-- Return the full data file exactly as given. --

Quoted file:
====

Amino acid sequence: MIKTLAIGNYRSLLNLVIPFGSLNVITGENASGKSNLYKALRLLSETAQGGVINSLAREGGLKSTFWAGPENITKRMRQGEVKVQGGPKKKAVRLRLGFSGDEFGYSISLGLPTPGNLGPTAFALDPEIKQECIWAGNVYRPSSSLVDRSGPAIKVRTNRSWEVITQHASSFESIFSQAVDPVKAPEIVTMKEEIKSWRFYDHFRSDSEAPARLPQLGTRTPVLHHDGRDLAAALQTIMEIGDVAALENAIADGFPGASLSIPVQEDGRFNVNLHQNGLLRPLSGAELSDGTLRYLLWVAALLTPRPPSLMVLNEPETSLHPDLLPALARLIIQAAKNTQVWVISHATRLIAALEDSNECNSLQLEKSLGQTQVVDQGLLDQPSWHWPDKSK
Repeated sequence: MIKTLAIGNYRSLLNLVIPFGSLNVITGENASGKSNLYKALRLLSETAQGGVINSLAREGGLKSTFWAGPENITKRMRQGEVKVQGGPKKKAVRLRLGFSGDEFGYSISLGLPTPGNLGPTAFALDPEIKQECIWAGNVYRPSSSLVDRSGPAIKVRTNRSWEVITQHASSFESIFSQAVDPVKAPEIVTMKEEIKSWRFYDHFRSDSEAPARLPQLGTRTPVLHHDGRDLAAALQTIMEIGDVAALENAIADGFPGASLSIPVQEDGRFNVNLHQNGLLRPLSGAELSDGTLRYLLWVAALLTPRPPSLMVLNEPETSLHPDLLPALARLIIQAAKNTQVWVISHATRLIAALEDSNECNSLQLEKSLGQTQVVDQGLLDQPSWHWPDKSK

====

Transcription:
Amino acid sequence: MIKTLAIGNYRSLLNLVIPFGSLNVITGENASGKSNLYKALRLLSETAQGGVINSLAREGGLKSTFWAGPENITKRMRQGEVKVQGGPKKKAVRLRLGFSGDEFGYSISLGLPTPGNLGPTAFALDPEIKQECIWAGNVYRPSSSLVDRSGPAIKVRTNRSWEVITQHASSFESIFSQAVDPVKAPEIVTMKEEIKSWRFYDHFRSDSEAPARLPQLGTRTPVLHHDGRDLAAALQTIMEIGDVAALENAIADGFPGASLSIPVQEDGRFNVNLHQNGLLRPLSGAELSDGTLRYLLWVAALLTPRPPSLMVLNEPETSLHPDLLPALARLIIQAAKNTQVWVISHATRLIAALEDSNECNSLQLEKSLGQTQVVDQGLLDQPSWHWPDKSK
Repeated sequence: MIKTLAIGNYRSLLNLVIPFGSLNVITGENASGKSNLYKALRLLSETAQGGVINSLAREGGLKSTFWAGPENITKRMRQGEVKVQGGPKKKAVRLRLGFSGDEFGYSISLGLPTPGNLGPTAFALDPEIKQECIWAGNVYRPSSSLVDRSGPAIKVRTNRSWEVITQHASSFESIFSQAVDPVKAPEIVTMKEEIKSWRFYDHFRSDSEAPARLPQLGTRTPVLHHDGRDLAAALQTIMEIGDVAALENAIADGFPGASLSIPVQEDGRFNVNLHQNGLLRPLSGAELSDGTLRYLLWVAALLTPRPPSLMVLNEPETSLHPDLLPALARLIIQAAKNTQVWVISHATRLIAALEDSNECNSLQLEKSLGQTQVVDQGLLDQPSWHWPDKSK